Another long desired and requested feature is support for touch interfaces. Thanks to the lovely hammer.js library, we have been able to incorporate touch support for almost all tools available on Bokeh plots.

 
 

Here we see the pan and pinch zoom tools in action. Note that both are available together by default without any additional action, and this is also true of the pan and wheel zoom tools in non-touch interfaces.

All the new selection tools also work with touch interfaces. If we had multiple plots sharing a data source, we could see linked brushing of the selections as always. If this plot was loaded from a server we could pull selections back to running applications as well.

 
 
 

 
 
 

Finally we see that the reset and resize tools work smoothly on touch interfaces as well. More tools are coming, as are ways to configure tool behaviors, directly on the plot. All of this future work will support touch interfaces form the start.

Linked Data Table

After a few attempts evaluating different JavaScript table libraries, we finally came upon the lovely SlickGrid library. You can see it in action below, with table and plot selections easily linked together, including multiple and disjoint selections:

 
 

SlickGrid has a ton of amazing features and we have only just scratched the surface. Together with Bokeh widgets and the Bokeh server, powerful dashboard capabilities become possible. Expect continuous improvements to data table interactions with Bokeh in the future.

The Rest

New charts

The bokeh.charts API continues to get expansion and improvements. A vigorous discussion around BEP3 helped to further refine and standardize the data interface to for Bokeh charts. Now most charts accept a larger, standard set of inputs: lists, dicts, OrderedDicts, NumPy arrays and Pandas DataFrames. Several new chart types were also added as well:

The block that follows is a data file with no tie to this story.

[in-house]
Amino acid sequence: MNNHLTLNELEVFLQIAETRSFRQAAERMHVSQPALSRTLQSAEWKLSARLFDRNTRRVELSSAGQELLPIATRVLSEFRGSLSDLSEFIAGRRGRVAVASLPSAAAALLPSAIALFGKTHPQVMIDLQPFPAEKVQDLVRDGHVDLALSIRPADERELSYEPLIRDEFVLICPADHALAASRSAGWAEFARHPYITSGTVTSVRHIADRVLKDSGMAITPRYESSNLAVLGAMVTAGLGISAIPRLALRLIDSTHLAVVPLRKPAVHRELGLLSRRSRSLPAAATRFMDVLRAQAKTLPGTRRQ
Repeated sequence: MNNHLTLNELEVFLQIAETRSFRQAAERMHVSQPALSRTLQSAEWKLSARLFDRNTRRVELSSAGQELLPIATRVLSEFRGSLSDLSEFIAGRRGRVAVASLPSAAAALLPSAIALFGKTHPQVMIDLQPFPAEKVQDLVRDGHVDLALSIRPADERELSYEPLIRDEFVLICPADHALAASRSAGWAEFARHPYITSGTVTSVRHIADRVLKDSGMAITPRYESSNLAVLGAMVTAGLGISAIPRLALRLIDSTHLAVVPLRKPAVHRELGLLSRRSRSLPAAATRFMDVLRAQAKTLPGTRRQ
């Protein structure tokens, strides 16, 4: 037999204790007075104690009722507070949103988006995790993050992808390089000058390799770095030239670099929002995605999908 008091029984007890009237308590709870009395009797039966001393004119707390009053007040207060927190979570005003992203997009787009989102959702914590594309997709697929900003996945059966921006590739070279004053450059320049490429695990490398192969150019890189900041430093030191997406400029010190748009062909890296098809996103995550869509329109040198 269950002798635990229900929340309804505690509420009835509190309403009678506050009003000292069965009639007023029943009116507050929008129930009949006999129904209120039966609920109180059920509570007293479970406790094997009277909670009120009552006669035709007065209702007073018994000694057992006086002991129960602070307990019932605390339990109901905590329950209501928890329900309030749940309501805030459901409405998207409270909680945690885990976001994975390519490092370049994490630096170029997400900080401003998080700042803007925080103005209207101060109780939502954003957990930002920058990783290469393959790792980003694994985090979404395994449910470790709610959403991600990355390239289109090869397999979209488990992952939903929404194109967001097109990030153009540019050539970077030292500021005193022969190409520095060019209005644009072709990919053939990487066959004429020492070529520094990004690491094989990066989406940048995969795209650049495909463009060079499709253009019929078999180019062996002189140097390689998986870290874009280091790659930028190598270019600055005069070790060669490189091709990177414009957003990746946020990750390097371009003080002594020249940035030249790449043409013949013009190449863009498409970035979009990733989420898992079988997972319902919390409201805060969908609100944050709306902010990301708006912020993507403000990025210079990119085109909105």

Stacked areas and lines, dot plots, step charts and donut plots are all now available! Check them out in the charts examples directory.

API deprecations

We are constantly working to smooth out and improve Bokeh APIs. While it is true that Bokeh is still at a 0.x stage, it is now popular enough that we must be concerned with maintaining compatibility where possible. When breakage is unavoidable, we intend to provide a clear deprecation path. The first such example of this is in the bokeh.plotting module. Originally intended as a “Matlab” style API with implicit current plots, this style of interface has proved problematic and confusing, especially in the notebook and when embedding Bokeh plots in web apps.

Using the old API will result in a DeprecationWarning. The new API is more in line with the Zen of Python (“Explicit is better than implicit”) and migration basically amounts to changing things like:

figure()
hold()
line()
circle()
show()

 

Python

into:

p = figure()
p.line()
p.circle()
show(p)

 

Python

Note that python does not display deprecation warning by default! To turn on printing of deprecation warnings, make sure to run python -Wd.

What’s Next?

The release of Bokeh 0.8 should happen in early 2015. Some notable features we intend to work on are:

  • Simplifying production and multi-user Bokeh server deployments
  • Colorbar axis and axis location inspectors
  • Better support for maps and projections

How to get involved

Issues, enhancement requests, and pull requests can be made on the Bokeh Github page: https://github.com/continuumio/bokeh

Questions can be directed to the Bokeh mailing list: [email protected]

If you would like some help incorporating Bokeh into your Notebooks, apps, or dashboards, please send an email to [email protected] to inquire about Continuum’s training and consulting services—not just for Bokeh, but for anything in the full NumPy/SciPy/PyData stack.


About the Author

Mr. Van de Ven received undergraduate degrees in Computer Science and Mathematics from UT Austin, and a Master’s degree in physics from UCLA. He has worked at the Applied Research Labs, developing software for sonar feature detection and cl …